Good equipment and weapons are important parts of getting your job done right, but without situational awareness you might as well stay at home. Whether you’re patrolling a green zone in Helmand or watching for traffic violations in the rural South, if you don’t know what’s going on around you there’s no point in you being there. Nowadays we have a lot of ways of collecting and displaying information, from CCTV cameras to ground surveillance radar and Reaper drones, but The Mark One Eyeball is still one of the most reliable and hardest to spoof. The problem is it also has a pretty short range, so if you want to widen your awareness area you need to give it some optical assistance.
With optical weapon sights now becoming the norm pretty much everyone has the ability to magnify an area of interest, but aiming your rifle isn’t always the best solution. It’s an aggressive move that can lead to misunderstandings; it also means moving a long thing around, and that can compromise your position unnecessarily. Most scopes also have a narrow field of view and fairly low magnification – even a big ACOG is only 6x.
If you want to extend your visual range, the best solution is a set of binoculars. These give you a whole new level of capability. For a start, they can be used non-threateningly which can make your job a lot easier in many scenarios. They’re also short and easily used in confined spaces. If you want to observe an area of interest without giving away your position, binoculars will work far better than a rifle.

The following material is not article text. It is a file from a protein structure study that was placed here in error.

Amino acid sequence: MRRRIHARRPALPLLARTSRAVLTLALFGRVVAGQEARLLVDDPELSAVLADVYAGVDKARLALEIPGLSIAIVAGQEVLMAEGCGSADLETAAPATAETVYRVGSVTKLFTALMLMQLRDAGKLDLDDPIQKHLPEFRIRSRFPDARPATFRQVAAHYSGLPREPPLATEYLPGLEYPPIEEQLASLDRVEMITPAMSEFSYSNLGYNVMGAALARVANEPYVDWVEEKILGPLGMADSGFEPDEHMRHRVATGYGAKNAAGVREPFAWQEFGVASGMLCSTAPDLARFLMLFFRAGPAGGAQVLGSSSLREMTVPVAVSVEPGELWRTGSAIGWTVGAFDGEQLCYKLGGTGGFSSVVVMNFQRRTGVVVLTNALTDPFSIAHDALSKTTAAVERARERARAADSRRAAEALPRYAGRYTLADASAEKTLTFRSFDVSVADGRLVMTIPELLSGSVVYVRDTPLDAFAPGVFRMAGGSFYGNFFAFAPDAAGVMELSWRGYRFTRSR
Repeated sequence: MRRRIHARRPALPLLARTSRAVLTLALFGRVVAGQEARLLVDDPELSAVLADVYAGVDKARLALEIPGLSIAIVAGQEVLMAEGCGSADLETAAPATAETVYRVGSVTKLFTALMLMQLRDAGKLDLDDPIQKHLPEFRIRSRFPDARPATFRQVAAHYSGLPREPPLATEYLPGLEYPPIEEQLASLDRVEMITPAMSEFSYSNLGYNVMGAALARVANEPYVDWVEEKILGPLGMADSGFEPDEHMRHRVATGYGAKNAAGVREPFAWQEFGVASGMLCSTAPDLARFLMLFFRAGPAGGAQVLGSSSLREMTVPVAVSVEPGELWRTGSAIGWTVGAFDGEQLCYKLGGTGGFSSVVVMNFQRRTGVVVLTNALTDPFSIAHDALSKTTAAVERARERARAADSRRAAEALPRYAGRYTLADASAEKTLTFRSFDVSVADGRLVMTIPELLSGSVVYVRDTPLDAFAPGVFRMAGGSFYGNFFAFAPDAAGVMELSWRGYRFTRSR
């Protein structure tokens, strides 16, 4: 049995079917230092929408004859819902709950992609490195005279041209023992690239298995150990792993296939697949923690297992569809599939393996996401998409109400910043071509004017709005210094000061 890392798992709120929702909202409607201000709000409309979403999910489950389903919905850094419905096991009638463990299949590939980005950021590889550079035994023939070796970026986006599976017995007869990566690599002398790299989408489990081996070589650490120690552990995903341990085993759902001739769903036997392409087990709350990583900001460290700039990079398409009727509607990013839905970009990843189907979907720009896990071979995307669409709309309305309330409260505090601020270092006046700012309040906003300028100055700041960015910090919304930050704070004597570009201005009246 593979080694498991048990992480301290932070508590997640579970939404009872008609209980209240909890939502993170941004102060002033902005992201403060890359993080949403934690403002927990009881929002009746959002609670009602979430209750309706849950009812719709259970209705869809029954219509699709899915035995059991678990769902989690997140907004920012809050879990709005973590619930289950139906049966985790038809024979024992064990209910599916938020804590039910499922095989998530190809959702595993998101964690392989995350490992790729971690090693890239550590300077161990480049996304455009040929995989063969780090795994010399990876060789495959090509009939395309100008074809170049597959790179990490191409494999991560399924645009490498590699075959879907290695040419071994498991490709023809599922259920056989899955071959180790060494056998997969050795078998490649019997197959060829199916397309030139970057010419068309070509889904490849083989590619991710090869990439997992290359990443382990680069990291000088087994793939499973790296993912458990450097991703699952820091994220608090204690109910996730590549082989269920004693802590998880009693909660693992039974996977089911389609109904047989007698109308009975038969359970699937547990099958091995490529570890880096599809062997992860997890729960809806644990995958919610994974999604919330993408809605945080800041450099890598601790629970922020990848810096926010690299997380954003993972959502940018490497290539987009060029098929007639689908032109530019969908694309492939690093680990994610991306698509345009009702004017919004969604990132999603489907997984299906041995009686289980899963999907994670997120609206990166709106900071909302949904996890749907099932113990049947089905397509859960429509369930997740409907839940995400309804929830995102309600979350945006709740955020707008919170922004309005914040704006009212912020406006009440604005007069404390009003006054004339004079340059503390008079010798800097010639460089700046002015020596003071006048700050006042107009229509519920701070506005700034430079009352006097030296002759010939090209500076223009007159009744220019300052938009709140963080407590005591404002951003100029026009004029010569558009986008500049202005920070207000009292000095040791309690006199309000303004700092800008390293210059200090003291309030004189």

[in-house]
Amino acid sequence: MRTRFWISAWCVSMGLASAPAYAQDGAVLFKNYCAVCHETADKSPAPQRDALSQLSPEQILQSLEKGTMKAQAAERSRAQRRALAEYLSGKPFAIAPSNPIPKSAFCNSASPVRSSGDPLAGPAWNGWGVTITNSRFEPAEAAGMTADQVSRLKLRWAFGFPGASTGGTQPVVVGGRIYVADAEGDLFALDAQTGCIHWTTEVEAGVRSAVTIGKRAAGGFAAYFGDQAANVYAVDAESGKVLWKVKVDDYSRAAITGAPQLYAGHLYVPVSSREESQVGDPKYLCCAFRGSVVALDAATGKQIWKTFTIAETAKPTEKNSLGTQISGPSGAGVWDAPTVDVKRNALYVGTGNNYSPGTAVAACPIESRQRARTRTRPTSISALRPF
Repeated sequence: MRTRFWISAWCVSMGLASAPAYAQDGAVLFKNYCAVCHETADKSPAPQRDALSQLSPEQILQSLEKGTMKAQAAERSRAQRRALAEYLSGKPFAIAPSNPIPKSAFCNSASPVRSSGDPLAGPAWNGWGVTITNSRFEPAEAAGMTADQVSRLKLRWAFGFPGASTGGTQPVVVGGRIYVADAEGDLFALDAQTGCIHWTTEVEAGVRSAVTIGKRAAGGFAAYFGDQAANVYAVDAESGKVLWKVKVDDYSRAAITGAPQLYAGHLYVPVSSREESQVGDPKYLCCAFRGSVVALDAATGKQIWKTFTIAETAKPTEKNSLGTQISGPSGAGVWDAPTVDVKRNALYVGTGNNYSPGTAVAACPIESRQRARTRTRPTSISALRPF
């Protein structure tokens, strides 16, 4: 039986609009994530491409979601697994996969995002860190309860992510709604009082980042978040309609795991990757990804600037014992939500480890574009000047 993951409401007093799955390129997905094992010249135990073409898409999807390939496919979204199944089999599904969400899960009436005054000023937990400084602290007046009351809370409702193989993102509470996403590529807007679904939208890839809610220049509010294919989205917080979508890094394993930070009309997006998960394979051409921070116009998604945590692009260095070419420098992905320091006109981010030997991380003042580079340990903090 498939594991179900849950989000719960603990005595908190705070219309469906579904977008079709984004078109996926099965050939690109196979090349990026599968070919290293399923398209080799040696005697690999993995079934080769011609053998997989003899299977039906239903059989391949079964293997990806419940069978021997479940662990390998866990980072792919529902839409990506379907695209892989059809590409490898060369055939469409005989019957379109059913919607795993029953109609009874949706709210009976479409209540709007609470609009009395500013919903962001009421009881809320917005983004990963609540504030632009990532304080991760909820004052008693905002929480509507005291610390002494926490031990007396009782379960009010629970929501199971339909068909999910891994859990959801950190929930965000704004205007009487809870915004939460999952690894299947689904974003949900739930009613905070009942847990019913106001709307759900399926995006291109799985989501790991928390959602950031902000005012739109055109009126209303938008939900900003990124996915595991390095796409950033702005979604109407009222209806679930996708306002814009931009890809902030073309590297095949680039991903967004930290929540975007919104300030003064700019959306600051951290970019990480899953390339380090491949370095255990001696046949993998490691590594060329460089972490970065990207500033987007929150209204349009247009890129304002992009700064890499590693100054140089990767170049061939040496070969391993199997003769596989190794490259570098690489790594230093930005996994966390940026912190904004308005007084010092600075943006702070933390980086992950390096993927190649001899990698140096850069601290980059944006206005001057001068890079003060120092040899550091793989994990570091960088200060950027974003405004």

Binoculars also have higher magnification than almost all optical sights. Even the smallest compact pair will usually give 7x magnification, and larger ones are generally 8x or higher. There are zoom models too, so you can scan an area on low magnification then have a closer look at anything interesting. You’ll also benefit from a much wider field of view, which speeds up scans as well as reducing tunnel vision when you’re observing.
Any commander between squad and brigade level should carry a pair of binoculars, and so should designated marksmen, support weapon crews, static guards and any law enforcement officer working in open terrain. There’s a good choice available to suit just about any budget, so what should you go for?
In general a compact pair will suit most people; they slip away in a pocket and are light enough to be used for extended periods. They don’t work all that well in low light conditions though, because the small lenses don’t collect enough illumination to give a clear picture. There’s also not much space to add extra features like measuring graticles or compasses. If you need to direct fire or control a marksman, consider a larger pair with mil graticles and possibly zoom. You can also now get binoculars with built-in night vision capability – but these are expensive.
The Duke of Wellington said, more than once, that he expected a good officer to use his telescope more than his sword. Old advice, for sure, but it still has relevance. If you want to affect what’s going on, you need to know about it and binoculars are a fantastic tool for that.
Disclaimer: The content in this article is the opinion of the writer and does not necessarily reflect the policies or opinions of US Patriot Tactical.